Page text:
The Knowledge, Charing Cross Theatre

Monday 11th September 2017

Steven Pacey and Fabian Frankel in The Knowledge. Photo: Scott Rylander
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The black cab is such an iconic symbol of London that it’s easy to forget that inside every taxi there’s a human being who has spent a lot of sweat and tears learning the Knowledge, which is the location of thousands of streets and landmarks within a six-mile radius of Charing Cross. Anyone who wants to drive a London cab must memorise them all. Jack Rosenthal’s The Knowledge is a classic 1979 ITV film about how a group of aspiring cabbies learn the runs, or routes, that enable them to pass the frequent tests they have to sit before they are given their green badge, or licence to drive a black cab.

Now neatly dramatized for the stage by Simon Block, the play features three distinctive couples: youngsters Chris and Janet (unambitious man pushed by ambitious woman); Gordon and Brenda (faithless husband more interested in sex than in working); and the older Jewish pair, Ted and Val (his photographic memory is a real asset). Along with Miss Stavely, the only female candidate, they have to learn the Knowledge, which involves some 468 runs of 34 streets each: total 15,000 streets. This takes at least a couple of years, and the failure rate is 70 per cent.

As Mr Burgess, their teacher, explains, licensed cabbies started with Oliver Cromwell in 1644, and they have been going ever since. His examination techniques are so rigorous that he has been nicknamed “The Vampire”, and you can see why. Every few weeks, the hopefuls attend a personal interview with him in which he asks them to recite some of the runs they have learnt, while doing anything he can to put them off. They must stay cool despite the provocation — a good training for the work. They must stay focused on the task in hand. It’s a powerful reminder of the skills needed to qualify as a cabbie. These are not mere “driving jobs” — it’s an extremely demanding apprenticeship.

Of course, Rosenthal evokes a world before the proliferation of mini-cabs and the arrival of Uber, so there’s a mildly nostalgic tinge to this story, but Block’s version conveys both the humour and sadness of the original. The pressure of learning the Knowledge is so great that each of the couples comes under almost intolerable strain. With a mixture of empathy and psychological realism, Rosenthal shows how every man needs the help and support of a woman. Each of the couples functions as a unit. Yet he also stresses how the obsessive commitment needed to acquire the Knowledge (the men talk of little else, even begin to dream of street runs) results in break-ups and personal tragedies.

So the politics of the piece are not just about the enormous skills required to be a black cab driver, but also about the personal costs of ambition. If, as all the characters realise, becoming a cabbie is a good job for life, highly skilled and well paid, the costs of independence include both loneliness and a strain on family life. Although Rosenthal doesn’t dwell on the clichéd image of the big-mouthed Tory cabbie, presenting instead a much more sympathetic view of working-class life, you can see how the conditions of work, and the pride of learning the Knowledge, might contribute to a singular sense of individualism and belief in free-market ideology. For the play’s characters, however, all that lies in the future.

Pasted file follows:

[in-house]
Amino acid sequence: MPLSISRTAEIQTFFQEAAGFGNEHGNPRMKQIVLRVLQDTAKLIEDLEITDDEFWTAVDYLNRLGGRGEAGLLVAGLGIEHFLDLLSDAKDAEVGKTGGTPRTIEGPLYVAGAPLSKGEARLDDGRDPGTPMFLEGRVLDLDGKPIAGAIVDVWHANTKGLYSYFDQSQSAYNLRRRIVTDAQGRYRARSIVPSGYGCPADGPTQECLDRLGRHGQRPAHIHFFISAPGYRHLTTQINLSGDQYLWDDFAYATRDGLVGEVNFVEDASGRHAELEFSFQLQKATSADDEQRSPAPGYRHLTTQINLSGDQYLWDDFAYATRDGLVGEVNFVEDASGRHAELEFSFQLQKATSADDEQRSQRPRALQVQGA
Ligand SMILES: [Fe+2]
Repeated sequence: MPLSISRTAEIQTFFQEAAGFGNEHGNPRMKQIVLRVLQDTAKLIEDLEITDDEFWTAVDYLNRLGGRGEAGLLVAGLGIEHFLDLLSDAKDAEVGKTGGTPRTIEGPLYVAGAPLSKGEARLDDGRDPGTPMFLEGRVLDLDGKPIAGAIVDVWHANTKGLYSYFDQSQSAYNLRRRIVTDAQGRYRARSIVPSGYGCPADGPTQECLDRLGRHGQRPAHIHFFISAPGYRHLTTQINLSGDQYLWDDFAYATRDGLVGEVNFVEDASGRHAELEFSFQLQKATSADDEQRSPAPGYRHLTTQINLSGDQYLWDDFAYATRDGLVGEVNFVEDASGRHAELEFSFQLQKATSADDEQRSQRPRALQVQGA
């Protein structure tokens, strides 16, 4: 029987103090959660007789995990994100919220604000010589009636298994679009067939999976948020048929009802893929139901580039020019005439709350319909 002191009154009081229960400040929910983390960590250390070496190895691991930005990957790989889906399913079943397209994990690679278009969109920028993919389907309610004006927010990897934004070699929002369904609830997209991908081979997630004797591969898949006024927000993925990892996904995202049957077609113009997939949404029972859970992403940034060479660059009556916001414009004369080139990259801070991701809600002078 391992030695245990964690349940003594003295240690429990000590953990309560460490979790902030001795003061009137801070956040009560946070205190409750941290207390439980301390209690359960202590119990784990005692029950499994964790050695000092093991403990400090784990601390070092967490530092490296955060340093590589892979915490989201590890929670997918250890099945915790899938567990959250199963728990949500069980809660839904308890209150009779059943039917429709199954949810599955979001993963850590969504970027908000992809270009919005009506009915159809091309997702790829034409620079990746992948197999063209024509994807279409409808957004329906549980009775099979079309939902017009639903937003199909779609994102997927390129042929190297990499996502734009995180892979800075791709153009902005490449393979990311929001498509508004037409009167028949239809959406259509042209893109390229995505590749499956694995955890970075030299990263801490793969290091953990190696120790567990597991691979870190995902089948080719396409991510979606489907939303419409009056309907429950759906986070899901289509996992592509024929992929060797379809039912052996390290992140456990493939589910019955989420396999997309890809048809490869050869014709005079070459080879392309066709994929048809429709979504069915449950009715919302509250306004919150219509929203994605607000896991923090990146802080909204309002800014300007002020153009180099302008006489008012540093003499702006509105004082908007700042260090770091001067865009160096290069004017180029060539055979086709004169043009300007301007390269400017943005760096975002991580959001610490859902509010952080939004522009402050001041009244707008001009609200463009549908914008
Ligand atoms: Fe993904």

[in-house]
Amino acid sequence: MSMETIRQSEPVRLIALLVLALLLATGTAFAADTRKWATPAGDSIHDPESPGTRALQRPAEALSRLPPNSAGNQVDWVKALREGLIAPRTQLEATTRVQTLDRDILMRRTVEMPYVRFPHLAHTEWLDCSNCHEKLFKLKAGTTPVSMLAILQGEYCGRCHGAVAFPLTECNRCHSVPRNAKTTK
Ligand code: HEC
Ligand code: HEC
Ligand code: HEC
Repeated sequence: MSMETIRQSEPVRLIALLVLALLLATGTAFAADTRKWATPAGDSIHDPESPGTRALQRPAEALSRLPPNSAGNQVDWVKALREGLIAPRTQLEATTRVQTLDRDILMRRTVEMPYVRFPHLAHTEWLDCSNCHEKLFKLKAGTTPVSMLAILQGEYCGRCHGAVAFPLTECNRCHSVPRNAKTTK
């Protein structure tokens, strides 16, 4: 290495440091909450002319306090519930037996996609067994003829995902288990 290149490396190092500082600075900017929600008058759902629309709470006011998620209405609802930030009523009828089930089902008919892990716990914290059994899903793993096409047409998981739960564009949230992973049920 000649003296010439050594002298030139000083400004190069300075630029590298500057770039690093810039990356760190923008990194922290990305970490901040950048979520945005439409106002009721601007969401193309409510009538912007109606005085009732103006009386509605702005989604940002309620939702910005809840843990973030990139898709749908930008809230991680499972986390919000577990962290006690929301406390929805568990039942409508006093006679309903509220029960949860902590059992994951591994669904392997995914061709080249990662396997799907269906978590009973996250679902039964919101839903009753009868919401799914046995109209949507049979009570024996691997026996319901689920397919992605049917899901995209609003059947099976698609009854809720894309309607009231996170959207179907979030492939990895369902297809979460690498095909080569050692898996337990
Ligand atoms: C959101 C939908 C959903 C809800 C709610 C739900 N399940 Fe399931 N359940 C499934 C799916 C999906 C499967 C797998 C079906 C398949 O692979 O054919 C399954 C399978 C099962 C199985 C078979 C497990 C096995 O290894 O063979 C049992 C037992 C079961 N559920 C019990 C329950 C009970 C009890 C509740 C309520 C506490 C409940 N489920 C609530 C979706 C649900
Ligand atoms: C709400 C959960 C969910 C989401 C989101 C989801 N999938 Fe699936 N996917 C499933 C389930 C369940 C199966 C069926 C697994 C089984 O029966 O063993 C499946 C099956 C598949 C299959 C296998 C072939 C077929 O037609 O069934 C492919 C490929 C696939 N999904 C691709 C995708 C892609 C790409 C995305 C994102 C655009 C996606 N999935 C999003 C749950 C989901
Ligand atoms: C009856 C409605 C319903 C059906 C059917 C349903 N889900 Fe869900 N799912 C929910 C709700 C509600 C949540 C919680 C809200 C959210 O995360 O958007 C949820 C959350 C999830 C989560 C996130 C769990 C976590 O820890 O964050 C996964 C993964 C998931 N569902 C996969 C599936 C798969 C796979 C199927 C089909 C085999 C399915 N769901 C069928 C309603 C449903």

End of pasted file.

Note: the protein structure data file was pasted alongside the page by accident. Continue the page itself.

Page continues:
If the couples are neatly distinguished individuals, much of the fun of the show comes from the figure of Burgess. A classic English eccentric, he tongue lashes the candidates, giving reality checks and often behaving like a petty tyrant. (Give a grey man some power and watch him abuse it.) Yet he also has his moments of humanity, a caring side that occasionally is allowed to peek out. Likewise, the lone figure of Miss Stavely is given the role of making feminist points that, however clumsily, reminds us that this all-male world of cab drivers has been gradually changing for decades.

Directed by national treasure Maureen Lipman, Rosenthal’s widow since his death in 2004 and who played Brenda in the original film, this is a smooth and fast-moving story which uses the stage space well enough. If it doesn’t have the freedom to flow as well as the film version, perhaps a more experienced director would have removed some of designer Nicolai Hart-Hansen’s stage clutter, but in general Lipman delivers an entertaining evening. Steven Pacey positively exults in Burgess’s odd mannerisms, even taking his curtain call with a toothbrush (used to comb his tache and eyebrows), while Ben Caplan’s Ted is a moving portrayal of the highs and lows of middle-aged retraining. As the young couple, Fabian Frankel and Alice Felgate are often convincingly callow, both growing during the evening, and James Alexandrou and Celine Abrahams give Gordon and Brenda the required depth. Louise Callaghan’s Miss Stavely delivers her points with the necessary assertiveness. This is an informative and fun version of a memorable film.

© Aleks Sierz

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